In a typical British holiday camp during summer the employees are bored to hell. In order to enjoy the summer and have some holiday while working they celebrate erotic parties. This is ...
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Young Timmy starts as a window cleaner in the little company of his brother. Soon he learns that some female customers expect additional service. Young and curious as he is, he reluctantly ... See full summary »
Either you've got it or you haven't - some like randy young Timothy Lea (Robin Askwith), manage to get it all the time! Signing up with a pop group, our boisterous hero progresses rapidly ... See full summary »
Two soldiers stationed in Singapore set off in pursuit of the fairer sex instead of carrying out their orders. Soon after their arrival on the exotic island, the two visit a local brothel and there encounter a pair of lusty nurses.
In a typical British holiday camp during summer the employees are bored to hell. In order to enjoy the summer and have some holiday while working they celebrate erotic parties. This is great pleasure for them until the arrival of a new manager who tries to change the bad habbits and turns their lives into hell. Written by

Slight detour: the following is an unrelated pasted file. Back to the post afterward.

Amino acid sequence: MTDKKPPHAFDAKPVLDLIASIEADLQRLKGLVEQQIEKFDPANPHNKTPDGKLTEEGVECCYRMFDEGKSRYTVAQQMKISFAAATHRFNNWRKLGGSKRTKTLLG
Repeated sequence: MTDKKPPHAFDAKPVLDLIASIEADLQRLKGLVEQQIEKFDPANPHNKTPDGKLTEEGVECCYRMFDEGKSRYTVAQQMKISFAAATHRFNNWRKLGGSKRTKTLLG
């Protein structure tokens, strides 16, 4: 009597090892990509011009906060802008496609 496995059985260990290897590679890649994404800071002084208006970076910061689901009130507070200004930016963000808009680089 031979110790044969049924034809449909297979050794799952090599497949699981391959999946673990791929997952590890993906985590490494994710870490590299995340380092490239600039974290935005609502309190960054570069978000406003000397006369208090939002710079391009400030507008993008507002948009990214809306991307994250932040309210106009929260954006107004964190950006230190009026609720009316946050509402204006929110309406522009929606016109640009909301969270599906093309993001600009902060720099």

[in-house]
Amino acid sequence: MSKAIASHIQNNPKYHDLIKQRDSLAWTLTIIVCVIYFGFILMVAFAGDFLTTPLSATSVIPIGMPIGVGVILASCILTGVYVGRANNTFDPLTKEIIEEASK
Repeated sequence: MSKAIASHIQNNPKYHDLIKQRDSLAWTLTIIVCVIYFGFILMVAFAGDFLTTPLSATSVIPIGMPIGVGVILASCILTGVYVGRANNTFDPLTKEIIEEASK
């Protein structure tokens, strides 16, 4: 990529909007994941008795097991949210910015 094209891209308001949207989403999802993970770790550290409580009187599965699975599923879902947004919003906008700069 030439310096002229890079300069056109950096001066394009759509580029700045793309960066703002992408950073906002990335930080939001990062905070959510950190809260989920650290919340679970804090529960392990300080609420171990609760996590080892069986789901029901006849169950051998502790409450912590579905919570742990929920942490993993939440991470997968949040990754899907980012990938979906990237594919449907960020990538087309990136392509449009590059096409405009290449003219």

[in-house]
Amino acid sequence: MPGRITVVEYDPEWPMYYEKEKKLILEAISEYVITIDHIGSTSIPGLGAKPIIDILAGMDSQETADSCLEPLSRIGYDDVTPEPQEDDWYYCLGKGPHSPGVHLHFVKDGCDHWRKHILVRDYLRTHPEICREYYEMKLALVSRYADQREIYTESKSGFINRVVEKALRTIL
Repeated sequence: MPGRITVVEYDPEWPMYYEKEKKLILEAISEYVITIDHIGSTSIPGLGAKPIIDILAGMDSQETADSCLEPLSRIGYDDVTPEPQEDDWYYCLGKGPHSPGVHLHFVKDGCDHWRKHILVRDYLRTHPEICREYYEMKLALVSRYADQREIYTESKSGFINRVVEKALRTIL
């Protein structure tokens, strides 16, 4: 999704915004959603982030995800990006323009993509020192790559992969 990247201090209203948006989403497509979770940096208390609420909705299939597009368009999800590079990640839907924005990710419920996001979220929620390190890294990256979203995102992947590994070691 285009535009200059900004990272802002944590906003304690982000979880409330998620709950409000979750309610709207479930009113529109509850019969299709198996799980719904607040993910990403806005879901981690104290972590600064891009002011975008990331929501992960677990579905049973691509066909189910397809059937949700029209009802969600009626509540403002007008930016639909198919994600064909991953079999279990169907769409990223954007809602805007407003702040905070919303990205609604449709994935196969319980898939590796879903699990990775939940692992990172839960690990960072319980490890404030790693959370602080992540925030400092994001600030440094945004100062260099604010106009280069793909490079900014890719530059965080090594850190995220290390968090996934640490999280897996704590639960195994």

I admit a certain affection for the CONFESSIONS... series of '70s sex comedy, which perfectly captured working class attitudes during that decade, much as the later CARRY ONs did. CONFESSIONS OF A WINDOW CLEANER and CONFESSIONS OF A DRIVING INSTRUCTOR are my favourites, with Askwith's professions lending themselves perfectly to a series of episodic shenanigans.
The last of the quartet is CONFESSIONS FROM A HOLIDAY CAMP, and it really is a last-ditch attempt to wring more money out of audiences. This time around, Askwith and Booth end up working at a dodgy sub-Butlins type place, where girls parade around in the bikinis a lot and end up getting into saucy encounters with a permanently befuddled Askwith.
There are some funny moments here - like the bit with Askwith in the swimming pool - but a lot of it is cringeworthy rather than amusing and the slapstick scenes are very childish. Lance Percival's portrayal of a gay guy is really awful, as are Askwith's off-colour jokes at the expense of a black woman. It's a pity the script is so poor, because there's some top totty here in the form of Liz Fraser and Penny Meredith, but they would have been better served in one of the other, better, instalments.
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